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The bottom line is that the LEAP study demonstrates that consumption of a peanut-containing snack by infants who are at high-risk for developing peanut allergy prevents the subsequent development of allergy. Put another way, early dietary exposure to peanut allergen promotes the development of tolerance to peanuts in the child’s developing immune system and is highly effective in preventing allergic reactions to peanuts in later life.

The prevalence of peanut allergy has grown alarmingly over the past 10 years in western countries in particular, with 1 in 50 children in the UK and USA now thought to be allergic to peanuts. Peanut allergy is an abnormal response by the body’s immune system to harmless peanut proteins in the diet. This study was based on a hypothesis that regular eating of peanut-containing products, when started during infancy, will elicit a protective immune response instead of an allergic immune reaction.

The LEAP randomised controlled study – the first of its kind -  enrolled over 600 British children between 4 and 11 months of age at high risk for peanut allergy to test whether consumption or avoidance of peanut until age 5 years would result in decreased incidence of peanut allergy.  Children were randomly assigned to test consumption of a peanut-containing snack on a regular basis, or to avoid peanut consumption, for 5 years. The prevalence of peanut allergy in the 5-year-old children was then compared between the peanut consumption and the avoidance groups. Children in the peanut consumption arm of the trial ate a peanut-containing snack-food at least three times each week, while children in the peanut avoidance arm did not ingest peanut-containing foods.

The infants enrolled in the study had severe eczema and/or egg allergy, which put them at high risk of developing peanut allergy. Of the children who avoided peanut, 17% developed peanut allergy by the age of 5 years. Remarkably, only 3% of the children who were randomised to eating the peanut snack developed peanut allergy by age 5. Therefore, in high-risk infants, sustained consumption of peanut beginning in the first 11 months of life was highly effective in preventing the development of peanut allergy.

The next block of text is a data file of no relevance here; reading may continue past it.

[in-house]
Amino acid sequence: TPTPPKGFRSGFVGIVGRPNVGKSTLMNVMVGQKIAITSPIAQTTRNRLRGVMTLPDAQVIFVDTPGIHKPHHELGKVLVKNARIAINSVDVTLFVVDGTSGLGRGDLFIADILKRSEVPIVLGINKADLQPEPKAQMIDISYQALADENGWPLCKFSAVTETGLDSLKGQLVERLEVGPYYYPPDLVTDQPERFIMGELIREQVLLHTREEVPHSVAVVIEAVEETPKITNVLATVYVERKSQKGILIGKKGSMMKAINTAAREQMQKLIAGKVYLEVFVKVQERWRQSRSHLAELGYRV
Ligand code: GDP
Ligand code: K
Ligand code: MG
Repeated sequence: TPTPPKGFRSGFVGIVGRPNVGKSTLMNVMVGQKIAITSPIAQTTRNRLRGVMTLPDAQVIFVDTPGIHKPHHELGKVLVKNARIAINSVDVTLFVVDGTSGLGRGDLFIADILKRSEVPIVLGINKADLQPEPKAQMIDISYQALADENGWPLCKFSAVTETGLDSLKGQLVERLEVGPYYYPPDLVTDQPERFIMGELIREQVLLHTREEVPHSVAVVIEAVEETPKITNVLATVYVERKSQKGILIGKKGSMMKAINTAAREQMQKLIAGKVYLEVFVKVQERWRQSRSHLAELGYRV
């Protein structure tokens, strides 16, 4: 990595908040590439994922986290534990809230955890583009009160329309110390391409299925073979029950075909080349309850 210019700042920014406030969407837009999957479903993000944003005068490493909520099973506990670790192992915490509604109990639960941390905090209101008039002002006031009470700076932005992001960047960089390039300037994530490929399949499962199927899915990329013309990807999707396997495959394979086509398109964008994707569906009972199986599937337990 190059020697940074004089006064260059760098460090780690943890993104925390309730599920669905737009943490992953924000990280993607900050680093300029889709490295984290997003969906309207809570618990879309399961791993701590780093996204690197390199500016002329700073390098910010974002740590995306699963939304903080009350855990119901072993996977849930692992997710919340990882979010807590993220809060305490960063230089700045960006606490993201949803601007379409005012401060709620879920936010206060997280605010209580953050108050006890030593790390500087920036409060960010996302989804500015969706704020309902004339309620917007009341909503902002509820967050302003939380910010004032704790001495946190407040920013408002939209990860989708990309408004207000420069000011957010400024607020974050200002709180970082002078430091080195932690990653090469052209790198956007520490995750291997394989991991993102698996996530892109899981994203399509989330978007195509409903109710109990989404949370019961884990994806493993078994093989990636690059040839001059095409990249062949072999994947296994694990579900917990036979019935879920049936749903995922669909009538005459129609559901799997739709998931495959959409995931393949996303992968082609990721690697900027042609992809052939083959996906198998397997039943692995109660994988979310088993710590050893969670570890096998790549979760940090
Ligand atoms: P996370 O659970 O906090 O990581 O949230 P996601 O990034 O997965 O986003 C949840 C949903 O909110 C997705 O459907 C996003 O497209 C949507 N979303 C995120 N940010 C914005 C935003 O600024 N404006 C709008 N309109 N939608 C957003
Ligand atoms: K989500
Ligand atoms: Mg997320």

As Professor Gideon Lack, pointed out, “for decades allergists have been recommending that young infants avoid consuming allergenic foods such as peanut to prevent food allergies. Our findings suggest that this advice was incorrect and may have contributed to the rise in the peanut and other food allergies.”

Some people and parts of the media may have difficulty accepting this clinical finding because it seems counterintuitive that exposing high-risk children to strong doses of peanut allergens very early in life can prevent peanut allergy from developing when they encounter peanuts later.   It is important to remember that precautionary advice about avoiding peanuts while pregnant or breastfeeding was withdrawn in the UK and North America in 2009 because it was shown to be ineffective in preventing increasing rates of peanut allergy in children. The evidence is now strong that early exposure is an effective way to encourage tolerance to peanut protein. 

The American peanut industry knows there is still much to do to help everyone understand how the peanut allergy field has changed so dramatically in such a short space of time. The industry has supported the LEAP programme from the outset and will do everything it can to communicate accurately what the new results mean. Encouraging as LEAP is for the future, no one should be under the false impression that LEAP’s findings mean that peanut allergy is no longer a serious issue for many individuals who are already allergic or that the need for allergy-safe and evidence-based management practices and the provision of accurate information to allergic consumers has gone away. These will continue to be a main concern of the American peanut industry.

For the full journal article:

For the accompanying editorial:

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